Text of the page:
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Later in the same day we visited the British Consul in Jerusalem Sir Vincent Fean (he reports directly to the FO not the Ambassador as other consuls do. He is in effect the Ambassador to Palestine). His analysis was more or less  the same as that of the UN. Both were personally very pessimistic about the  current situation and clearly frustrated by the attitude of the Israeli state,  but both were very clear that they don’t make policy they only execute it. The consul did also say clearly that neither the Consulate in Jerusalem nor the  Embassy in Tel Aviv ever knowingly buy goods from the settlements.
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Between the two meetings we toured the village of Al Walaja which is being  encircled and split by the wall. As it was still incomplete we could walk around  both sides of the wall there were a few strange decisions such as the wall going  through the middle of a Salesian Convent separating the Men’s House from the  women’s. This was at the request of the order as the monks had a vineyard so  needed to be able to supply wine to the Israeli market and the main income for  the nuns was running a school for the village. However the main impression was  of farmers separated from their fields and therefore their incomes and of  neighbours and even extended families finding themselves in different countries  with a closed border.
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Wednesday, 19th, Briefing from Gerard Horton, International Advocacy  Officer for Defence of Children International, on the abusive treatment of  children in the Israeli Military courts and prison system. 6 of the group went  to visit the Ofer Military court to witness trials of children.
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The rest of us went with senior PA leaders to visit the Yasser Arafat’s  tomb, a massive edifice with museum and Mosque attached, worthy of a Pharaoh.
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We were then guided around Amari, refugee camp in Ramallah by Ahmed  Tomaleih. The camp is mainly populated by the descendants of refugees from 1948  and 1951. The original tents went long ago and were replaced by small square  single story breeze block “houses” over the years as families grew extra rooms  and floors were added so the camp unless you know what it is just looks like a  poor neighbourhood in the city. It has it’s own schools and health care system  provided by UNRWA (United Nations Relief and Works Association) the body  responsible for caring for refugees world-wide. The camp committee run a women’s  centre, a centre for the disabled including mental disability and “learning  difficulties” and deal with internal problems. They have set up a sports &  social club in an impressive building which we were told was largely funded by  French NGOs, they said that a few of them had visited France there was a young  lad with us in the French national football shirt and that they had many  visitors from Europe mainly from France and Barcelona but none from England.  When I pointed to the big red flag on the wall with a yellow Liver Bird in the middle sharing pride of place with the French National flag next to The portrait  of Yasser Arafat and suggested that they may have had visitors from Liverpool  they said yes, we have friends from Liverpool visit us but nobody from England.  They told us that the club sports teams were good that they played football, and  many other games but football and fencing were the ones were they were  strongest. In fact their football team is and has for a number of years been the  top of the Palestinian league.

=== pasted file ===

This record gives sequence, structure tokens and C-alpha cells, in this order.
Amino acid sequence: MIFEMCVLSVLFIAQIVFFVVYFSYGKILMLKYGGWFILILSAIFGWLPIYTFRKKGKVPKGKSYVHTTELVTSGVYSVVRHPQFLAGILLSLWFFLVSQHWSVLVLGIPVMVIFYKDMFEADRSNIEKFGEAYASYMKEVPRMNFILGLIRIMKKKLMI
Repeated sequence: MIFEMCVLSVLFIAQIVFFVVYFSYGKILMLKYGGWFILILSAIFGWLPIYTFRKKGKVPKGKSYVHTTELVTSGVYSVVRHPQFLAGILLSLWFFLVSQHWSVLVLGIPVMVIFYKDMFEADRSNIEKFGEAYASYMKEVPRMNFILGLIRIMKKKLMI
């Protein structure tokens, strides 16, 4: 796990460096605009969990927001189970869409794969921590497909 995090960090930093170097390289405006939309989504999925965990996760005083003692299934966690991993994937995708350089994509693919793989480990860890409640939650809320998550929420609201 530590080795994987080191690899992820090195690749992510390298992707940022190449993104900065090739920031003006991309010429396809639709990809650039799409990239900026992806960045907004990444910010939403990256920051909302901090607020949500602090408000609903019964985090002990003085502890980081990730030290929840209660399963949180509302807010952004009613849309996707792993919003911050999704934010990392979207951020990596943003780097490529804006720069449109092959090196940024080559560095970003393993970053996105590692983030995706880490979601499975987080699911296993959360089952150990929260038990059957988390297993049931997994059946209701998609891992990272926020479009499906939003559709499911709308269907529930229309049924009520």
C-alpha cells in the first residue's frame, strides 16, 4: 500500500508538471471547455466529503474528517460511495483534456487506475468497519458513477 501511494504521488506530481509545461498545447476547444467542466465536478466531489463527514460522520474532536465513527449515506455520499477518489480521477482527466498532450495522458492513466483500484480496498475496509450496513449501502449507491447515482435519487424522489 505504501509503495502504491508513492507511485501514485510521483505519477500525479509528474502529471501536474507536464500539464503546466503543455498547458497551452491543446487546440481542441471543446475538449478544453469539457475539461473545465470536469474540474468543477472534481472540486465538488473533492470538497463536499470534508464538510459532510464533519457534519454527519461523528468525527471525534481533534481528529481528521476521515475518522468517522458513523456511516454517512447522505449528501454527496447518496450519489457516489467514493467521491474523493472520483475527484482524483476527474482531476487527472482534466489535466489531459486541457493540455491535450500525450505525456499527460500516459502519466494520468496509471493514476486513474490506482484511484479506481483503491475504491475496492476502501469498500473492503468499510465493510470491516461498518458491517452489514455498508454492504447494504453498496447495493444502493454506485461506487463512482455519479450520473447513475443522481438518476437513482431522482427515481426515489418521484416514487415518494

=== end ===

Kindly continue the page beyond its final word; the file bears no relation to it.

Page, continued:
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Last season they won the domestic treble: league, President’s Cup and the  Yasser Arafat Memorial Trophy. They are in the Asian equivalent of the Champions  League and are doing quite well but don’t put a bet on them reaching the final.  We visited the memorial (Museum and cultural centres) to Mahmoud Darwish, the great Palestinian Poet (and Communist) who during his lifetime was translated  into many languages and received all sorts of international awards.